A Legal Prescription for HealthPrinter Friendly Version
Although the US Department of Veterans Affairs (VA) provides health care and other aid to veterans, it does not provide legal assistance. Margaret Middleton ’07 finds that helping veterans with their legal issues can actually be a key element to improving their mental health. She is executive director and co-founder of the Connecticut Veterans Legal Center (CVLC), which aims to help veterans in need.
In 2014, CVLC received a grant from the Bristol- Myers Squibb Foundation to evaluate the effect of legal aid on veterans’ mental health and well-being. “The value of what we provide isn’t just in whether you have a great legal outcome; it’s also that you might be less likely to use the emergency room, or to have an extended hospital stay,” says Middleton. She hopes that this study will provide further evidence for the efficacy of integrating legal, mental, and medical aid. “Ultimately, we would love the VA nationally to recognize the value of this model and adopt it as part of the spectrum of services that they provide veterans,” she says.
Middleton did not plan for her career to follow this particular path. A Root-Tilden-Kern D’Agostino Scholar at NYU Law, Middleton credits her experience as a student in the Family Defense Clinic taught by Fiorello LaGuardia Professor of Clinical Law Martin Guggenheim ’71 with igniting her passion for representing communities in need. “The clinic helped open my mind in terms of what a vulnerable community is,” Middleton says. “Veterans, historically, haven’t been embraced as a population of high need by the legal services community. In part because of my experience in that clinic, I was open to a broader conception of who lawyers can help.”
Guggenheim, who remembers his former student as “an outstanding member of the community, a very vibrant person,” says that one’s choice to fight a social injustice may look random to others but naturally follows when a person realizes “not enough people are troubled by what’s going on in that particular area, and that’s exactly what happened to Margaret.”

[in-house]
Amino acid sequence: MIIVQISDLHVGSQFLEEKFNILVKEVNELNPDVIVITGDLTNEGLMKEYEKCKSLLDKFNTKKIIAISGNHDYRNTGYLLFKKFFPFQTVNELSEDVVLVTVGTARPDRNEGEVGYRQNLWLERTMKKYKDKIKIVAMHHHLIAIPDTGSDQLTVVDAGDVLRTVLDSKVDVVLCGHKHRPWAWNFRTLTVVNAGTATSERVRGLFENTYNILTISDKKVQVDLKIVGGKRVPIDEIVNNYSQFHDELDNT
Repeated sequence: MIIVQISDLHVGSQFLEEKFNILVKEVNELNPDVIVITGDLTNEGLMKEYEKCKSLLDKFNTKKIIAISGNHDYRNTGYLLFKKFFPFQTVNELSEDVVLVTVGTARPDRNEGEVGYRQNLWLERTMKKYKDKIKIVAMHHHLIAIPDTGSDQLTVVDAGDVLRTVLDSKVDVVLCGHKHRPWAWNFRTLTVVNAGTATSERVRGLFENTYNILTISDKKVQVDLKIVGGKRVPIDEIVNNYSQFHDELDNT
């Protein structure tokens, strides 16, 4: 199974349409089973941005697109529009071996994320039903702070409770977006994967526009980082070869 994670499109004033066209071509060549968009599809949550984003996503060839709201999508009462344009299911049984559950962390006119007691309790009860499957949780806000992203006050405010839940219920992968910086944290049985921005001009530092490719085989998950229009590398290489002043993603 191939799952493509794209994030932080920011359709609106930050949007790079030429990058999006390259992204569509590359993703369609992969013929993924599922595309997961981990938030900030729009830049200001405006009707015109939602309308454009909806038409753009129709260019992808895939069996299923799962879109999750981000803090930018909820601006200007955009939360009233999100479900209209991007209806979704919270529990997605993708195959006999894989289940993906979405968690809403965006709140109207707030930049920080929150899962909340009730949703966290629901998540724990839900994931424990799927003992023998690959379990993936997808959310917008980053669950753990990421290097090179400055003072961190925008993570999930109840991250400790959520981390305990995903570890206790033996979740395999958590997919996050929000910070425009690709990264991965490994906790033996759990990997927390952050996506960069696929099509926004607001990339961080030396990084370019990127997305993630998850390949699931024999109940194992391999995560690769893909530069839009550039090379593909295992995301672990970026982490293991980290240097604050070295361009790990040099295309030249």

After law school, Middleton worked as a Thomas Emerson Fellow at David Rosen & Associates, a New Haven law firm that focuses on human rights and public interest law. Moved by stories that she had heard on the radio about veterans with insufficient access to mental health care, Middleton volunteered at the Errera Community Care Center, which is part of the Connecticut VA. There, she met fellow volunteer Howard Udell ’65, who had retired as the chief legal officer of Purdue Pharma. “When they found out that he was a lawyer, the veterans would just pop in and say, ‘Hey, I have a quick question about a legal issue,’” Middleton says. “By the time I met him, Howard had taken on 30 clients that way, totally incidentally.”
Middleton and Udell both recognized that veterans needed greater access to legal services, so together they founded CVLC with a grant from the Initiative for Public Interest Law at Yale. When the center launched in 2009, Middleton was the only full-time employee; Udell was a volunteer adviser. Now the center has seven full-time staffers and has recruited more than 600 Connecticut lawyer volunteers. “Meeting and working with Howard was one of the greatest strokes of luck in my life,” Middleton says of her co-founder, who passed away in August 2013. “It’s rare that you get to meet someone who is as kind and brilliant and funny as Howard was, and it was an incredible gift to have a partner in doing something like this, so that we both equally owned the joy of doing the work and the stress of trying to make it happen.”
“Featured Alumna: Margaret Middleton ’07”
NYU Law website, 11/1/14